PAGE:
The first semester of college is a challenge for every student – managing time, staying organized, meeting deadlines. But for students who are visually impaired, the start of college involves another step—explaining their visual impairments and any accommodations they may need or devices they may use to others, like the staff of their disability services office (DSO), as well as all their instructors. Your professors want you to succeed, but they may not have any experience with a student who is visually impaired. It’s therefore very important for you to have conversations with all your professors before the start of the semester or right at the beginning, to introduce yourself and share your learning needs. Sometimes these conversations go easily and well; sometimes they don’t turn out just as you might wish-- but the key is that they need to happen.
If your professors haven’t worked with a student who is visually impaired before, it will be especially important to approach these conversations as a way to establish a working relationship. Try to imagine yourself as someone who doesn’t know you or much about visual impairment, and think about the information that person might need to understand you and where you’re coming from. Be sure to convey your desire to do well in the course and complete all required work in a timely way, and invite your instructors too ask any questions they have, and to make suggestions about how you might work effectively together. Although it may seem intimidating to approach your professors at first, consider the process as a knowledge transfer of sorts, and an opening dialogue as well: Keep in mind that you may need to touch base throughout the semester about different materials and assignments. Overall, try to remember that even if some of these discussions may seem difficult, they’re actually good practice for you in explaining how you work to future employers and colleagues. Finally, if you feel you need additional support, contact your DSO and Learning Ally’s mentors for some extra help.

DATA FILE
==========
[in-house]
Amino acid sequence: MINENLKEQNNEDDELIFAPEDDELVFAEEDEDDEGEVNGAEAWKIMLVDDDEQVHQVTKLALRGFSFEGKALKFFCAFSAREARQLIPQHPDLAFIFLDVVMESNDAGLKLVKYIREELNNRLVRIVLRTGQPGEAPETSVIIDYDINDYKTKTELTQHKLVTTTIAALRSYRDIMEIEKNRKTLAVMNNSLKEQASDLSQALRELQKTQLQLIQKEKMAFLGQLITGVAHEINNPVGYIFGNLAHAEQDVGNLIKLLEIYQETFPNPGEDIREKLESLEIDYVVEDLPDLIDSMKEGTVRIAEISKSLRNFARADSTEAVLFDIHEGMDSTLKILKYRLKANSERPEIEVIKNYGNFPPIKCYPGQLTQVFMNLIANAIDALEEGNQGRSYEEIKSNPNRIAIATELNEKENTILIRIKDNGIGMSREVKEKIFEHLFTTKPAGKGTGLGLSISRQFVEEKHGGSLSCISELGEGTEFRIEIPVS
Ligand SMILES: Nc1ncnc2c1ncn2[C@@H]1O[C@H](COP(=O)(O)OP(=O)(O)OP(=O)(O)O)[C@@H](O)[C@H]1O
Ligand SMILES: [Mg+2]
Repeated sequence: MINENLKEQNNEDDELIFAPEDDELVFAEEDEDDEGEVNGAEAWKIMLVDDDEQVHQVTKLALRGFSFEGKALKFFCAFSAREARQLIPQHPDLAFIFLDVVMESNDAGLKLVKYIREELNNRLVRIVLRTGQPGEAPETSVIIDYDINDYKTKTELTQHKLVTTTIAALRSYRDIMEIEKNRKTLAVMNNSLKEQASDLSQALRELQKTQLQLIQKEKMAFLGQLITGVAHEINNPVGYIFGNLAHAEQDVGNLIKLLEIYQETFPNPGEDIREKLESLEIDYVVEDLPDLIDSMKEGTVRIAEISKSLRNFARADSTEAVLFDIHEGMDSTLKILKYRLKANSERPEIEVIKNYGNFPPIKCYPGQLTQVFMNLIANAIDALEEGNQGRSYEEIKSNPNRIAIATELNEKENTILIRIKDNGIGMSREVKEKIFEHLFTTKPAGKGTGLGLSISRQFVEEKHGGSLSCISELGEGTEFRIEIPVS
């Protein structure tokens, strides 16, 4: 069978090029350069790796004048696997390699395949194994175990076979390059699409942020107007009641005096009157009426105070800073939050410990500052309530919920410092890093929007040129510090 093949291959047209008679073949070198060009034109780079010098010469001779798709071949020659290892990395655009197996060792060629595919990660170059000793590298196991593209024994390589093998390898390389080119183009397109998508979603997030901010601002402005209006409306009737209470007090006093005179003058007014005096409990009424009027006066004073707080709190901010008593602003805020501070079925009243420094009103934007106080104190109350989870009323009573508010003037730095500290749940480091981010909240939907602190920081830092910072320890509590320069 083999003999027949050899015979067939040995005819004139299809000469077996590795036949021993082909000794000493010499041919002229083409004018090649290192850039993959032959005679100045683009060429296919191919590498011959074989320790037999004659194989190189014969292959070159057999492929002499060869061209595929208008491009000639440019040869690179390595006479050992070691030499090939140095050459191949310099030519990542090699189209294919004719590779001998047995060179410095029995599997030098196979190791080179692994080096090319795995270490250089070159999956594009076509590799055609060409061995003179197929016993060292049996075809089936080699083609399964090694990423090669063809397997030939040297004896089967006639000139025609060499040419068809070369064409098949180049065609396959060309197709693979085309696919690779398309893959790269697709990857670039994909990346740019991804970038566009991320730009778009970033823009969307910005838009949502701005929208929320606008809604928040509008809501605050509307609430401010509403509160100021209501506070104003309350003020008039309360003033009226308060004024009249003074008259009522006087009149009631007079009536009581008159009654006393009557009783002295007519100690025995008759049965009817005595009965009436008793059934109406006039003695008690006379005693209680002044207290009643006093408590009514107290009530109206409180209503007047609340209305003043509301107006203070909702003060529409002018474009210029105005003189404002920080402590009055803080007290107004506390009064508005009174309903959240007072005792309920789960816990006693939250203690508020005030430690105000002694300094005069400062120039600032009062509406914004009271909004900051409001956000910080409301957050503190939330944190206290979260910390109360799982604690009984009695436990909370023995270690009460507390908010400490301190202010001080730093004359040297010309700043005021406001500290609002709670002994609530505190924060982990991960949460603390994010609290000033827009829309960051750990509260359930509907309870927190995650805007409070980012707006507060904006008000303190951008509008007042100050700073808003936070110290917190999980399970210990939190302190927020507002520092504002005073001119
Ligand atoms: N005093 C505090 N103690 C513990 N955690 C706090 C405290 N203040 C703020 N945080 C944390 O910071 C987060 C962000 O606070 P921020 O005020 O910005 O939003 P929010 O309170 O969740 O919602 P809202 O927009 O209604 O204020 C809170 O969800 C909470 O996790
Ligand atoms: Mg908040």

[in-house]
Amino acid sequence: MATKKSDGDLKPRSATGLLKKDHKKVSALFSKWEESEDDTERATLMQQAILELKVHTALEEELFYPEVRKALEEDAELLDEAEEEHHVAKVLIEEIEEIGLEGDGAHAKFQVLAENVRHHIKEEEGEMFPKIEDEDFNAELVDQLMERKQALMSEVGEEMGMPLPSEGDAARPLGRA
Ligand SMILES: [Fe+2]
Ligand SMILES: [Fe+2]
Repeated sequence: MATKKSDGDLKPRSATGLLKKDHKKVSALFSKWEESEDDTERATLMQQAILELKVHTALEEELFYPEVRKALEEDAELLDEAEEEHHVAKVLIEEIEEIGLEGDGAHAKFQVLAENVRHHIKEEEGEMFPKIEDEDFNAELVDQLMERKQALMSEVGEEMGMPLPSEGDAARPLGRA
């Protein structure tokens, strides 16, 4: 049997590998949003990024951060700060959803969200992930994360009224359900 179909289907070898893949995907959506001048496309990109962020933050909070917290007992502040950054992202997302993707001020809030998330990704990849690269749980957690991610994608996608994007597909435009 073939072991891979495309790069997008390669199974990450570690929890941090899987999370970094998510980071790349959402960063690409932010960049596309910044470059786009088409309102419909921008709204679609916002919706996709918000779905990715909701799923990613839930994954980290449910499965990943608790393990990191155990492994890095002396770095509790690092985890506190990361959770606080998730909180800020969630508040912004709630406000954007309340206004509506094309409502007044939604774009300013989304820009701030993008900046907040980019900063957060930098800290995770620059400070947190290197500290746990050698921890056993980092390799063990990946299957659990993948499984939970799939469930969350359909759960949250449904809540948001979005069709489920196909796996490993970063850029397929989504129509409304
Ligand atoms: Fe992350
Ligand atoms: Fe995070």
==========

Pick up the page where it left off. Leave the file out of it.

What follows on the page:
It’s also important to know that at many universities, professors aren’t required to make accommodations unless a student has registered with the school’s DSO. Even if you’re registered, it’s still your responsibility to discuss your accommodations with professors. Every course is set up differently, and your needs may vary from course to course, professor to professor. These differences are why communicating with faculty is so important.
The materials in this section are meant to help facilitate these initial and ongoing conversations. We hope all your professors are understanding, but we know that some may be uncooperative or may just be uninformed. For that reason, “Meeting Resistance?” is a resource included in this section as a helpful guide. You’ll also find many suggestions on how to communicate effectively with faculty, and a downloadable accommodation letter template, along with tips on how to personalize your accommodation letter so it’s specific to the needs of your classes. Overall, these materials are intended to provide you with a good starting place for establishing solid relationships with people who can be central to your success.